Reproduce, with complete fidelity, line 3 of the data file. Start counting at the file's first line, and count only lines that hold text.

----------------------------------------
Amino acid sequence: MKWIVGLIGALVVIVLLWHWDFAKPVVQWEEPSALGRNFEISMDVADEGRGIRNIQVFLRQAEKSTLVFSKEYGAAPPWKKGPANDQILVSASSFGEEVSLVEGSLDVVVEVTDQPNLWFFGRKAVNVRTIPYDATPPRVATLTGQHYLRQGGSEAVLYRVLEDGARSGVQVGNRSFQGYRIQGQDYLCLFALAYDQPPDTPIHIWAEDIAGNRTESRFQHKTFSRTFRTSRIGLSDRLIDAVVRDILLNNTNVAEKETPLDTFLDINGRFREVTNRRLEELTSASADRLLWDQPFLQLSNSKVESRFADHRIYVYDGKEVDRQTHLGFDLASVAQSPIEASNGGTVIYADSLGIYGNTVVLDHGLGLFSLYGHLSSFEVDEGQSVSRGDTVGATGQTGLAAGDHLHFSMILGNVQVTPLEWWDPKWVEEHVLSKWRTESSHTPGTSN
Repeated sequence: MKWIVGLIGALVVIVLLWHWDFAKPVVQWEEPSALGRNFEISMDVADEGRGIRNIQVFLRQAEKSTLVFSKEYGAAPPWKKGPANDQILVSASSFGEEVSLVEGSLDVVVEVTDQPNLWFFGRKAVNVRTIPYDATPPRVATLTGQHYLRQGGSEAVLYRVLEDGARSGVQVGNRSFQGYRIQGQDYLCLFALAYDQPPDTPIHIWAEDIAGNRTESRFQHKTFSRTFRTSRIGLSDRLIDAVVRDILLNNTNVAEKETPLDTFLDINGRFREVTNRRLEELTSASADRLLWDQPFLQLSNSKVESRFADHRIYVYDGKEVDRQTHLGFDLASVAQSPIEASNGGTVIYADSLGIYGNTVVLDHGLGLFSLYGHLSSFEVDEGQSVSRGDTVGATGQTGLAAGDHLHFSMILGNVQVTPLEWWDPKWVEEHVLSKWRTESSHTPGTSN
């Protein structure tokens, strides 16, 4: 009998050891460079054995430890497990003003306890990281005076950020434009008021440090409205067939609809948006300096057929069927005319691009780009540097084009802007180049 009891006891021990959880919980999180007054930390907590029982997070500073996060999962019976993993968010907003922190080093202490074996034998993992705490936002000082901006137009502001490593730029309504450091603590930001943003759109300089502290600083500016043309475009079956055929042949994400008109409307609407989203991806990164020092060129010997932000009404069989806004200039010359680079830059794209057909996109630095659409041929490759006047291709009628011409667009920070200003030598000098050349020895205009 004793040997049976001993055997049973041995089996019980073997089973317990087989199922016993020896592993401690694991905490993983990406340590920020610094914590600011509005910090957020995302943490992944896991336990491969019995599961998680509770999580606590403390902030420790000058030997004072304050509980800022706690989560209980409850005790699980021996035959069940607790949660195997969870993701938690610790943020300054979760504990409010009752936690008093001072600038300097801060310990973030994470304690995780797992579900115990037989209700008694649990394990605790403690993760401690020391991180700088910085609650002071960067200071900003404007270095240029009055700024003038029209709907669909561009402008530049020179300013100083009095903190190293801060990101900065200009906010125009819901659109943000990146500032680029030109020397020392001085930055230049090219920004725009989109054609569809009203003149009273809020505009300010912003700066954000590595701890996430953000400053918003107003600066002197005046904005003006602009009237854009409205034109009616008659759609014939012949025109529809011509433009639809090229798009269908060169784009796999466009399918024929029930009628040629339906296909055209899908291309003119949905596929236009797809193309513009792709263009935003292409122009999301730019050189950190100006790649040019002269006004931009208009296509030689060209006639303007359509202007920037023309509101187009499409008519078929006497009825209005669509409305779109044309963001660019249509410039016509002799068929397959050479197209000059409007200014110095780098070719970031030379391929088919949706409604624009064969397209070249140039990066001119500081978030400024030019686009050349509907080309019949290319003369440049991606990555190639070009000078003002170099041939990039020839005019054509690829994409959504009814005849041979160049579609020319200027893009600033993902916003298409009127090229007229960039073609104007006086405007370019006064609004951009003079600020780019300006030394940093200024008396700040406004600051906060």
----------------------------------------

């Protein structure tokens, strides 16, 4: 009998050891460079054995430890497990003003306890990281005076950020434009008021440090409205067939609809948006300096057929069927005319691009780009540097084009802007180049 009891006891021990959880919980999180007054930390907590029982997070500073996060999962019976993993968010907003922190080093202490074996034998993992705490936002000082901006137009502001490593730029309504450091603590930001943003759109300089502290600083500016043309475009079956055929042949994400008109409307609407989203991806990164020092060129010997932000009404069989806004200039010359680079830059794209057909996109630095659409041929490759006047291709009628011409667009920070200003030598000098050349020895205009 004793040997049976001993055997049973041995089996019980073997089973317990087989199922016993020896592993401690694991905490993983990406340590920020610094914590600011509005910090957020995302943490992944896991336990491969019995599961998680509770999580606590403390902030420790000058030997004072304050509980800022706690989560209980409850005790699980021996035959069940607790949660195997969870993701938690610790943020300054979760504990409010009752936690008093001072600038300097801060310990973030994470304690995780797992579900115990037989209700008694649990394990605790403690993760401690020391991180700088910085609650002071960067200071900003404007270095240029009055700024003038029209709907669909561009402008530049020179300013100083009095903190190293801060990101900065200009906010125009819901659109943000990146500032680029030109020397020392001085930055230049090219920004725009989109054609569809009203003149009273809020505009300010912003700066954000590595701890996430953000400053918003107003600066002197005046904005003006602009009237854009409205034109009616008659759609014939012949025109529809011509433009639809090229798009269908060169784009796999466009399918024929029930009628040629339906296909055209899908291309003119949905596929236009797809193309513009792709263009935003292409122009999301730019050189950190100006790649040019002269006004931009208009296509030689060209006639303007359509202007920037023309509101187009499409008519078929006497009825209005669509409305779109044309963001660019249509410039016509002799068929397959050479197209000059409007200014110095780098070719970031030379391929088919949706409604624009064969397209070249140039990066001119500081978030400024030019686009050349509907080309019949290319003369440049991606990555190639070009000078003002170099041939990039020839005019054509690829994409959504009814005849041979160049579609020319200027893009600033993902916003298409009127090229007229960039073609104007006086405007370019006064609004951009003079600020780019300006030394940093200024008396700040406004600051906060």